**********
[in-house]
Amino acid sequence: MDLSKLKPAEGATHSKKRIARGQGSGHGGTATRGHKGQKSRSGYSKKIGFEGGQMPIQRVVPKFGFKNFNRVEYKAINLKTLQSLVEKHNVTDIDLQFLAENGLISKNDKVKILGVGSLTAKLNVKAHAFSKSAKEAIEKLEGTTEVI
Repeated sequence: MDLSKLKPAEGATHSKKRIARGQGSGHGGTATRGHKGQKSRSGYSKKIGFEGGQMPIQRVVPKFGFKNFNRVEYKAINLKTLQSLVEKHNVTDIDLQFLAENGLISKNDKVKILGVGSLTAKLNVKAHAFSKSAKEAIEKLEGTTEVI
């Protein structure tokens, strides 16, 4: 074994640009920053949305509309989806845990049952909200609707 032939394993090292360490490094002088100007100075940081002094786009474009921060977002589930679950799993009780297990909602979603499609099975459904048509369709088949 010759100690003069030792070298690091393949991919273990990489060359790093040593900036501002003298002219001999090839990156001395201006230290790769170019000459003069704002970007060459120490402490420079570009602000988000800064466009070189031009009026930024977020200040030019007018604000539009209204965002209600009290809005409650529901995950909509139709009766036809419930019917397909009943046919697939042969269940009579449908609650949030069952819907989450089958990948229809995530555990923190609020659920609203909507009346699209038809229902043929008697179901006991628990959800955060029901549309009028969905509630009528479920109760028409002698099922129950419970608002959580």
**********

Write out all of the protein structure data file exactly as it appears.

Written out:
[in-house]
Amino acid sequence: MDLSKLKPAEGATHSKKRIARGQGSGHGGTATRGHKGQKSRSGYSKKIGFEGGQMPIQRVVPKFGFKNFNRVEYKAINLKTLQSLVEKHNVTDIDLQFLAENGLISKNDKVKILGVGSLTAKLNVKAHAFSKSAKEAIEKLEGTTEVI
Repeated sequence: MDLSKLKPAEGATHSKKRIARGQGSGHGGTATRGHKGQKSRSGYSKKIGFEGGQMPIQRVVPKFGFKNFNRVEYKAINLKTLQSLVEKHNVTDIDLQFLAENGLISKNDKVKILGVGSLTAKLNVKAHAFSKSAKEAIEKLEGTTEVI
């Protein structure tokens, strides 16, 4: 074994640009920053949305509309989806845990049952909200609707 032939394993090292360490490094002088100007100075940081002094786009474009921060977002589930679950799993009780297990909602979603499609099975459904048509369709088949 010759100690003069030792070298690091393949991919273990990489060359790093040593900036501002003298002219001999090839990156001395201006230290790769170019000459003069704002970007060459120490402490420079570009602000988000800064466009070189031009009026930024977020200040030019007018604000539009209204965002209600009290809005409650529901995950909509139709009766036809419930019917397909009943046919697939042969269940009579449908609650949030069952819907989450089958990948229809995530555990923190609020659920609203909507009346699209038809229902043929008697179901006991628990959800955060029901549309009028969905509630009528479920109760028409002698099922129950419970608002959580």